Farinelli is a 1994 biographical film about the life and career of the 18th-century Italian opera singer Carlo Broschi, known as Farinelli, considered the greatest castrato singer of all time. It stars Stefano Dionisi as Farinelli, Enrico Lo Verso as his brother, composer Riccardo Broschi, and was directed by the Belgian director, Gérard Corbiau.
Although based on real-life events, dramatic license was taken to a great extent, and only the basic facts of Farinelli's life are correct, while the plot line is completely fictional and far removed from what is known about real-life Carlo Broschi (1705-1782). For example, the ambiguous relationship between the Broschi brothers, the stormy one with rival composer Handel, and Farinelli's own amorous escapades and over-the-top rockstar attitude are totally spurious. Additionally, Farinelli's brother is given much more importance than he actually had in his brother's career,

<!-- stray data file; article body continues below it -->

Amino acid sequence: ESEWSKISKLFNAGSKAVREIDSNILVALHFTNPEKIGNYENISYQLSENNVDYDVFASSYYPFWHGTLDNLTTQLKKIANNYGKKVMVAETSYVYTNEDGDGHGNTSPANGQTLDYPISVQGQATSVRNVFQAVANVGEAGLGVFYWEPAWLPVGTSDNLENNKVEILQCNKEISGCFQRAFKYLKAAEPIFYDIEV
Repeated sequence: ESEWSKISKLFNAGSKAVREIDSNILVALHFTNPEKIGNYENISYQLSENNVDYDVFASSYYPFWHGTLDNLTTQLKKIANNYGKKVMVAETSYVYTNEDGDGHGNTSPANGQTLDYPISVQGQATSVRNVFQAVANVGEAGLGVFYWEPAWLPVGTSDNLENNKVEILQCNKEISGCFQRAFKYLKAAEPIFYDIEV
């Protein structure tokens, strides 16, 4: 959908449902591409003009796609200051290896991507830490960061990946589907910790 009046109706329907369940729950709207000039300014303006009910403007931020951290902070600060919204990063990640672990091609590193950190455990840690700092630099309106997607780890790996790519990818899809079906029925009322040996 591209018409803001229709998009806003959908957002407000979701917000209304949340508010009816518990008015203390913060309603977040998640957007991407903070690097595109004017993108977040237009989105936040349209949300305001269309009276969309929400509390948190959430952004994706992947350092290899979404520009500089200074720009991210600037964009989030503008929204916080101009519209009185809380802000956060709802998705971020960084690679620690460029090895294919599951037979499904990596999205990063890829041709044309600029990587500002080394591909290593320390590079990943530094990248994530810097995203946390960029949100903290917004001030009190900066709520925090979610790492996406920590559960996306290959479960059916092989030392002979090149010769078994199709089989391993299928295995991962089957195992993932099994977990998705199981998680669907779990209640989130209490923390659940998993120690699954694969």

Although settings, scenery, costumes and props are true to the era, the producers also took many liberties with the physical appearances of the characters. The Broschi brothers do not look anything like their original portraits showed them to be, and they maintain modern hairstyles and mannerisms. Nicola Porpora's disheveled, unshaven and scruffy appearance, although credible for a commoner of the era, do not make any sense for a person of his status from that period. Additionally, none of them ever wears a wig, which was almost mandatory for anybody, gentry level and up, well into the second half of the 18th century.
Although Dionisi provided the speaking voice (originally in French), Farinelli's singing voice was provided by the Polish soprano, Ewa Malas-Godlewska and a countertenor, Derek Lee Ragin, who were recorded separately then digitally merged to recreate the sound of a castrato.
Ascending from above the stage on a chariot, wearing an elaborate and vaguely Aztecan golden headdress, Farinelli caused women to swoon as he sang operatic...